In equation 3, we’re looking for even solutions so ${\psi_{e}\left(-x\right)=\psi_{e}\left(x\right)}$. To do this we can write down the general solution for ${x>0}$ (which is the first two lines in equation 3), and then take the mirror image to get the general solution for ${x<0}$. You’re right that nothing special happens with the potential at ${x=0}$; but here we’re looking explicitly for even solutions so we need to consider the regions ${x<0}$ and ${x>0}$ separately to ensure that ${\psi_{e}\left(-x\right)=\psi_{e}\left(x\right)}$.

4. Corey Loescher

For the graphical solution of (38), why can’t xi be negative?
I know that xi=kappa*a, and that a cannot be negative, since from alpha=hbar^2/(4ma), this would make alpha negative, creating a positive potential peak instead of a potential well.
This leads to an evaluation of whether or not kappa can be negative. From Eqn 2.128 in Griffiths, it is obvious that kappa for a single delta-function well must be positive, since attempting to normalize the solution gives B=sqrt(kappa). However, this doesn’t mean that normalizing the double well potential for psi_o will require kappa to be positive. Is there some other reason that kappa must be negative for this particular problem that I’m missing?

I made the bold assumption that kappa might be allowed to be negative, and attempted to normalize the solution. My solution was |B|^2=kappa*(e^(2*kappa*a)-kappa*a-2) utilizing the solution for kappa*a that my graphing calculator spat out, kappa*a=-.6282156, which is |B|^2=kappa*(-1.087116), which means that kappa must be negative to make the solution normalizable in this particular case.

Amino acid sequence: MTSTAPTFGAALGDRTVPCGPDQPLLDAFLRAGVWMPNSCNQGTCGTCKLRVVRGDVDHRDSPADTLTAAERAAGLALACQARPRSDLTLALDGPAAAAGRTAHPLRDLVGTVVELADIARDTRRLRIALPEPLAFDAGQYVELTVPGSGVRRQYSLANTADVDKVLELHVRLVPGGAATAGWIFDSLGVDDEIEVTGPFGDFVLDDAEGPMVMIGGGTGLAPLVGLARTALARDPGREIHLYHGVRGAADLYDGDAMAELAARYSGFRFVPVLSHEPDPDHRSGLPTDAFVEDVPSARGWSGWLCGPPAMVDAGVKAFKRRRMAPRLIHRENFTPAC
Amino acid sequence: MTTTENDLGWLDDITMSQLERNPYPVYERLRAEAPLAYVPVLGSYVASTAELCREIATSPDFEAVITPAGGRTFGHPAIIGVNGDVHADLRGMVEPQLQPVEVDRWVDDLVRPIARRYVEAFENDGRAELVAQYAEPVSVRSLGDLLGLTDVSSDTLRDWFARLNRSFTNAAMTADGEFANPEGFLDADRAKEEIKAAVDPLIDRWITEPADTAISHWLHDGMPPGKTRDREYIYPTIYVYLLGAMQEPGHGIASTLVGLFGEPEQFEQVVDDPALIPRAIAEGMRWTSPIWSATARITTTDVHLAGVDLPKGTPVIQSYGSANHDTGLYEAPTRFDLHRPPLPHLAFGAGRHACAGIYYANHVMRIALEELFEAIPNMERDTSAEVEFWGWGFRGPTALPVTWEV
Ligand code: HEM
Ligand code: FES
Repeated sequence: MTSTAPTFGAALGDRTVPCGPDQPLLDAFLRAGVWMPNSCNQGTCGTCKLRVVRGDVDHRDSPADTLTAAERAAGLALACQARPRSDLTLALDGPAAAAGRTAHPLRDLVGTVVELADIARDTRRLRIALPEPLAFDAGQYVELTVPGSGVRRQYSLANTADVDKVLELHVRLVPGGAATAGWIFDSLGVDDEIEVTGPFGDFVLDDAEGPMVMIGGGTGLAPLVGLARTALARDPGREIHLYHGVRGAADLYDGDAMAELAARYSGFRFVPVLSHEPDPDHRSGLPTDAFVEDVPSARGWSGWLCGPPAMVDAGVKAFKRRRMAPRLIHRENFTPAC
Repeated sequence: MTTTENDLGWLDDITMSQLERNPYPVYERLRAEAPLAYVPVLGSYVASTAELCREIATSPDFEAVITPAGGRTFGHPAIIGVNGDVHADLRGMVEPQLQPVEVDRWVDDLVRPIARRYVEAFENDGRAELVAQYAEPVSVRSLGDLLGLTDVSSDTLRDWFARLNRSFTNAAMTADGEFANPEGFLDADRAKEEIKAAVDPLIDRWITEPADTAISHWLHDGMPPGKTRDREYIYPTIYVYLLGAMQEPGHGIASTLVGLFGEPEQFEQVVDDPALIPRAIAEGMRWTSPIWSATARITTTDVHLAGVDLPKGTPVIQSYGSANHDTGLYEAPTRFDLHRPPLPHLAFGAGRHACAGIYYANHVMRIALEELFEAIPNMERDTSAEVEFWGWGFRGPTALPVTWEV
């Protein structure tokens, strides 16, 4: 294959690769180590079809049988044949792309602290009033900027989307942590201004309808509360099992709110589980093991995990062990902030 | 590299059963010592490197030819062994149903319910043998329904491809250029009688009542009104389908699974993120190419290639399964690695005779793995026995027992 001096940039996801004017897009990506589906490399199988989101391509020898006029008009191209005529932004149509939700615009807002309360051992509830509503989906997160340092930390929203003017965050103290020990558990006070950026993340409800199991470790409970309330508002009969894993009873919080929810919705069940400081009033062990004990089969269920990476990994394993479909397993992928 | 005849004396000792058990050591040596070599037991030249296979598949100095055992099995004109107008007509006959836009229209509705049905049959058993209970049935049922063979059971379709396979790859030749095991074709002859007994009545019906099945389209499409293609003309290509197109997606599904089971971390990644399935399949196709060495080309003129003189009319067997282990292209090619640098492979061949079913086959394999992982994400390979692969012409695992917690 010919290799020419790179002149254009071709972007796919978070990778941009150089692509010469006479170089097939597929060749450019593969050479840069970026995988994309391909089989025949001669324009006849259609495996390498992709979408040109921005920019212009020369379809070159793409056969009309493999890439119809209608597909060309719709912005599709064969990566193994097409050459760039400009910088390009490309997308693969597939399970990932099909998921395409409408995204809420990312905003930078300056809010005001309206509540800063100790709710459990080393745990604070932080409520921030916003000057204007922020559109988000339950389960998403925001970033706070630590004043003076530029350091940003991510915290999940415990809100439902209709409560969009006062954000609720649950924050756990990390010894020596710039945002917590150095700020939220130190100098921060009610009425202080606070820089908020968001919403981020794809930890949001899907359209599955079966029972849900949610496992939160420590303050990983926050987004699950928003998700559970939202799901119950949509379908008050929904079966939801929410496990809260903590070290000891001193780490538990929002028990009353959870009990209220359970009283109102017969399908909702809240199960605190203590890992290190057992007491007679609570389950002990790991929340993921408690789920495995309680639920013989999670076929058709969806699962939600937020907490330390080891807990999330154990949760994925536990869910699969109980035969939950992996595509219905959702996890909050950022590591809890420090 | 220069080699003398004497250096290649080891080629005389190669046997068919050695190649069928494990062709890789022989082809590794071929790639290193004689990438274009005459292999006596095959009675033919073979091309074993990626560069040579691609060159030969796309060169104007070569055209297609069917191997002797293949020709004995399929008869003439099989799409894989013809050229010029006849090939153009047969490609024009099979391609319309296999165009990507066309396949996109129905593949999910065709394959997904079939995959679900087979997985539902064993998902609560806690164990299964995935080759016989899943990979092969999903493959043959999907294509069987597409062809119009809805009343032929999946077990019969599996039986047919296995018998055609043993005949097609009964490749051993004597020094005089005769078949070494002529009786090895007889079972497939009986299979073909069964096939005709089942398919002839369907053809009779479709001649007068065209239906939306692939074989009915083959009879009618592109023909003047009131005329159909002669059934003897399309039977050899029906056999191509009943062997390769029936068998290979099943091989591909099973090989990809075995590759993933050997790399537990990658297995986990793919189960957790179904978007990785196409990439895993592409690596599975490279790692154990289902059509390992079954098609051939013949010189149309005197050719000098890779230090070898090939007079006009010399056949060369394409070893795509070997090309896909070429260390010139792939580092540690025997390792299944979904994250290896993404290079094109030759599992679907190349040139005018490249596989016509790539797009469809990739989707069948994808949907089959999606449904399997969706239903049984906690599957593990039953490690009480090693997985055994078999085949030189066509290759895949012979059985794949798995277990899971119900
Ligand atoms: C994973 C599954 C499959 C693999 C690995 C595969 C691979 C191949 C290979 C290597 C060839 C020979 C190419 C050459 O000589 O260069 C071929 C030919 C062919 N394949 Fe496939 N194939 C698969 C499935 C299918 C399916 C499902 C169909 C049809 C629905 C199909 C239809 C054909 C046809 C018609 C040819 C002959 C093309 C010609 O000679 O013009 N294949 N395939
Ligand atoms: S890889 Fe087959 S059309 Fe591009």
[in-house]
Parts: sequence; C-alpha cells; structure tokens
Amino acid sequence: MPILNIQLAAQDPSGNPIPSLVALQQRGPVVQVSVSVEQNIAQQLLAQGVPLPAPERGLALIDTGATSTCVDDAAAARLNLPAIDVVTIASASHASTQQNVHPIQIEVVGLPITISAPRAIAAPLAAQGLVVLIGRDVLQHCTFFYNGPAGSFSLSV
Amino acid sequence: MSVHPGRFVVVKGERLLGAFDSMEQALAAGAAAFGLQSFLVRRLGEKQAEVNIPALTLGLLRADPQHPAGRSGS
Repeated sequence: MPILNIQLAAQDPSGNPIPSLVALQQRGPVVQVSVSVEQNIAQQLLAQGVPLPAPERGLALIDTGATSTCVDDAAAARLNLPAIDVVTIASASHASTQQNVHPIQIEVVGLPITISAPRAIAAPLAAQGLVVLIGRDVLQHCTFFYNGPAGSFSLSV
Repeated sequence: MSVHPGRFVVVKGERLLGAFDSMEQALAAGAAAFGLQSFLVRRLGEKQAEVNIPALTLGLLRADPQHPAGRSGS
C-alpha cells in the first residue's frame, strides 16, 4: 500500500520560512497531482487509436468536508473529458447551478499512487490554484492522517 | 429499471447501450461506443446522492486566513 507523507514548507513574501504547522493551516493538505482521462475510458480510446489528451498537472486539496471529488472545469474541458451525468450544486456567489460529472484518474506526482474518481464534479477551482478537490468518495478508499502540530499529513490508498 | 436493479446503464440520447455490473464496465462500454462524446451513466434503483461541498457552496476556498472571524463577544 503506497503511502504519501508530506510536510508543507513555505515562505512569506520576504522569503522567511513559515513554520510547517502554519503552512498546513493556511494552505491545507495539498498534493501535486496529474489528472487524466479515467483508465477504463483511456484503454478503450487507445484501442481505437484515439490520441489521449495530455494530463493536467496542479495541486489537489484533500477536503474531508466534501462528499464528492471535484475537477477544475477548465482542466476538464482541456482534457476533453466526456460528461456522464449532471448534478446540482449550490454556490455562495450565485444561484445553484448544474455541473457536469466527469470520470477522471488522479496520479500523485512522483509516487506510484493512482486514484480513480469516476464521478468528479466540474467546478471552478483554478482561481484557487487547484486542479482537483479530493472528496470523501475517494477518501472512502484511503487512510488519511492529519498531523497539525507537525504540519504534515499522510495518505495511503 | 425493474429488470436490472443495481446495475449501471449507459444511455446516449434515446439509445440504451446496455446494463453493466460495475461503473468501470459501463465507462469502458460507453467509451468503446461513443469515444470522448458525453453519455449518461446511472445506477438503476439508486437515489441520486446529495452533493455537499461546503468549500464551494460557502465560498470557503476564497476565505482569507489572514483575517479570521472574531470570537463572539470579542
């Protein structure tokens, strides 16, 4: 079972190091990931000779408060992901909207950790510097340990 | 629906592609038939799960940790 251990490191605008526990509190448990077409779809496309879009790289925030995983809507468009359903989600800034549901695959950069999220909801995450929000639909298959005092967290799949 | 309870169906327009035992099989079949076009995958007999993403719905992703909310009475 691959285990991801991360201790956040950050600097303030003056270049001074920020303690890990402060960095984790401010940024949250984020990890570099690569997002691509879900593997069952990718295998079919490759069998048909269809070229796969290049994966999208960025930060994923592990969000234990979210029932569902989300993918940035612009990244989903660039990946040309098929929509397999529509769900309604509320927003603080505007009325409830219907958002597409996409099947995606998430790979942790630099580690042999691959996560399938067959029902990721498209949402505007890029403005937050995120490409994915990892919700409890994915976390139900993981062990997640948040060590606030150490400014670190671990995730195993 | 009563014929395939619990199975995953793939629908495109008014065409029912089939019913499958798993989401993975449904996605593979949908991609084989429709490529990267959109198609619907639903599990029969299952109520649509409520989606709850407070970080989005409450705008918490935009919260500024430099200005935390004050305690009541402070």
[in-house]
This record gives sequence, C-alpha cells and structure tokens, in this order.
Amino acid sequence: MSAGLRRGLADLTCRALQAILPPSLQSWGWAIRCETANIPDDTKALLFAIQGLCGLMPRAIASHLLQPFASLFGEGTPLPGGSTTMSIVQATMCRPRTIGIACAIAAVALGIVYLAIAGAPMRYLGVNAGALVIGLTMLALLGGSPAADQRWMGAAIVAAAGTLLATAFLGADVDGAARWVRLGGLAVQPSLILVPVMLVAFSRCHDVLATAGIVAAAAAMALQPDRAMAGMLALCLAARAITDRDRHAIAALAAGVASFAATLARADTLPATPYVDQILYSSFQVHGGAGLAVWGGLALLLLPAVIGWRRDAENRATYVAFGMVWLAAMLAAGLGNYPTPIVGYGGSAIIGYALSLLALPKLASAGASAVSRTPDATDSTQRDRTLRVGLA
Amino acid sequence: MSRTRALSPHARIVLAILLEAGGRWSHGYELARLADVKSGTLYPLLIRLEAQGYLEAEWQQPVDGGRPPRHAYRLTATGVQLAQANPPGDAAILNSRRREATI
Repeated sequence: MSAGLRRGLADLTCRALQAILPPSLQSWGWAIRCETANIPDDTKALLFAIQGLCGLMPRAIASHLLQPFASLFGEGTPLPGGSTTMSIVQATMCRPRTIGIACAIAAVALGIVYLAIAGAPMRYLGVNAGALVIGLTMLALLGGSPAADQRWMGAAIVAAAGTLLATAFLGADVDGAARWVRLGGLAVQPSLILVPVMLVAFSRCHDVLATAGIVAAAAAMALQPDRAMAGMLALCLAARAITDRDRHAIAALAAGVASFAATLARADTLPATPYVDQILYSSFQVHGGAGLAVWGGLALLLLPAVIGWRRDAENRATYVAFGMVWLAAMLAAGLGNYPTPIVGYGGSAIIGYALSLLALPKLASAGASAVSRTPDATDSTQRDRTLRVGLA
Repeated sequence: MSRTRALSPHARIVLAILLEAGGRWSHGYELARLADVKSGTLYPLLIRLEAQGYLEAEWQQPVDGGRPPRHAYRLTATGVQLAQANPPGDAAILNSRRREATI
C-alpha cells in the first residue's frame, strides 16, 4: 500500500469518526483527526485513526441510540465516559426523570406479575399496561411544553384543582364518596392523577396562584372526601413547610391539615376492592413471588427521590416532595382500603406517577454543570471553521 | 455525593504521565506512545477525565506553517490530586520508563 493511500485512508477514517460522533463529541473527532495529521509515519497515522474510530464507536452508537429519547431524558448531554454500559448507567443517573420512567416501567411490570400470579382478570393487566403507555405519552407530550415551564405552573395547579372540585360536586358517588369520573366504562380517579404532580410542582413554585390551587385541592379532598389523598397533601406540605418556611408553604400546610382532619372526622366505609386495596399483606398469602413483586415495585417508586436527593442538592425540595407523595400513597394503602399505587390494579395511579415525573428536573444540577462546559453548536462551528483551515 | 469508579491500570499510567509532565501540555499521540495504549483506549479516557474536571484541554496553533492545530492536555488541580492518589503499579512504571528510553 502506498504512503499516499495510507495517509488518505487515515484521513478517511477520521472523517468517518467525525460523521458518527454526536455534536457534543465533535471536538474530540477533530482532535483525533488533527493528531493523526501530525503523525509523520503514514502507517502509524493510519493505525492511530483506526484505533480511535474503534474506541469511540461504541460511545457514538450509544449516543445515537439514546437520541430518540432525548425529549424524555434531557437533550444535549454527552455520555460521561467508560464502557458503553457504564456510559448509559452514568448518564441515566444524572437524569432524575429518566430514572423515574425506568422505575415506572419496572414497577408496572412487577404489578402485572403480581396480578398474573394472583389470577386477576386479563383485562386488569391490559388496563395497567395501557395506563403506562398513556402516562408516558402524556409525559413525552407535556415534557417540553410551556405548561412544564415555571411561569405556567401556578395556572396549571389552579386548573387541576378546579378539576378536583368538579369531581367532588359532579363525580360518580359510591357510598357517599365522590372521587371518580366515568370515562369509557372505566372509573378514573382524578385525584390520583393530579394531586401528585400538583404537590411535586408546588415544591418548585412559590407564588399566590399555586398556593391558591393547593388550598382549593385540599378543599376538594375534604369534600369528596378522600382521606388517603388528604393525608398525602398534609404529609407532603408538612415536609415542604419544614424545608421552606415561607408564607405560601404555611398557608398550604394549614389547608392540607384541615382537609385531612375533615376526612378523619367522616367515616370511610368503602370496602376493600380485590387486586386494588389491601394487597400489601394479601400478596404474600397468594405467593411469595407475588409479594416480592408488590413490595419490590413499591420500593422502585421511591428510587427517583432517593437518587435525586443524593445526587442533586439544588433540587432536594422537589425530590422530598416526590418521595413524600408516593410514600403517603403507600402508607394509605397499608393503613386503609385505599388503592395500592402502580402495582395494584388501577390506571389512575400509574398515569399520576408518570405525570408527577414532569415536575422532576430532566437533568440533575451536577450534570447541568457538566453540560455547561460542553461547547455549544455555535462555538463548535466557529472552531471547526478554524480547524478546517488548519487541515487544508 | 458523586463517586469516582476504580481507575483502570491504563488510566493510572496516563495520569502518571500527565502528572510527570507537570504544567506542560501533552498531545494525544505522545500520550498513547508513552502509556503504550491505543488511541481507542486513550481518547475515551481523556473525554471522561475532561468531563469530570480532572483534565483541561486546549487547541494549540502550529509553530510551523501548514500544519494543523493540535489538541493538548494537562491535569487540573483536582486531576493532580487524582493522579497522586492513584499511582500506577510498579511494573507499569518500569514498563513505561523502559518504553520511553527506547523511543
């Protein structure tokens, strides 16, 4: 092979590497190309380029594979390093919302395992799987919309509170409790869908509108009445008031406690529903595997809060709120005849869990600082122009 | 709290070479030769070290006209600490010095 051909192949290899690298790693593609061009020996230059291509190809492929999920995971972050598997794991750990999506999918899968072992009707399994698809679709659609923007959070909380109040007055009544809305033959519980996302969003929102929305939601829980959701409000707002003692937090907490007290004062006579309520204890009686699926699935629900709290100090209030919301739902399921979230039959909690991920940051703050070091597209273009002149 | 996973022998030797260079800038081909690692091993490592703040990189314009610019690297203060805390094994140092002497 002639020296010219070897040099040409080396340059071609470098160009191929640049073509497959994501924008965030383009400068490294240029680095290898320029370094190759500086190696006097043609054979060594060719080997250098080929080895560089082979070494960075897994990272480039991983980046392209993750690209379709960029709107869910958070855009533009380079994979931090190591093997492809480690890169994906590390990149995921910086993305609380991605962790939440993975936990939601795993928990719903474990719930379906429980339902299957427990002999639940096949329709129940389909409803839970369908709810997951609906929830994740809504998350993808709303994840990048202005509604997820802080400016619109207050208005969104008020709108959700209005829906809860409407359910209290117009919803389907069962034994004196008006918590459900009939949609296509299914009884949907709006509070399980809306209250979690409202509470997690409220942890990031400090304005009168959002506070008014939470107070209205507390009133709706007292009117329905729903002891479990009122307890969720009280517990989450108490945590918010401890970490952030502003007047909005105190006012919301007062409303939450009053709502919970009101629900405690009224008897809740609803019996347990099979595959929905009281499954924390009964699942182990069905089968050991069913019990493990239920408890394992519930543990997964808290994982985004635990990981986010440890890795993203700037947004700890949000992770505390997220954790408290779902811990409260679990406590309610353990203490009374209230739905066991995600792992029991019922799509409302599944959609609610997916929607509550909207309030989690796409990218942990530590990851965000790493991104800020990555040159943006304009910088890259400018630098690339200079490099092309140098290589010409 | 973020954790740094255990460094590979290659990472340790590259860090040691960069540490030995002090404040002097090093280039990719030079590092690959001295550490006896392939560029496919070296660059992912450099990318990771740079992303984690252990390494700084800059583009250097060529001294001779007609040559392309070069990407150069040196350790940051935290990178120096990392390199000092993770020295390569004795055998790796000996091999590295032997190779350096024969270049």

Could you double-check my calculation of B with respect to this problem? Otherwise, the last answer should not be that there is no solution, but instead, E=-.1973274*hbar^2/(ma^2) for alpha=hbar^2/(4ma).

1. gwrowe Post author

You could choose ${\kappa}$ to be negative, but then you’d need to alter the solutions in eqns 3 and 24 so that ${\psi=Ae^{\kappa x}}$ for ${x>a}$ (and also flip the sign of the exponent for ${x). The parameter ${\xi=\kappa a}$ would then always be negative, and you’d end up with the same equations as in the post so you’d get the same solutions. The point is that you can make ${\kappa}$ either positive or negative, but not both.

1. Corey Loescher

I think I see what you mean. In other words, if kappa were negative, the previous solution for psi_o would blow up at positive and negative infinity.

Thanks for the quick reply. This site is a fantastic resource for anyone needing help with understanding quantum mechanical concepts.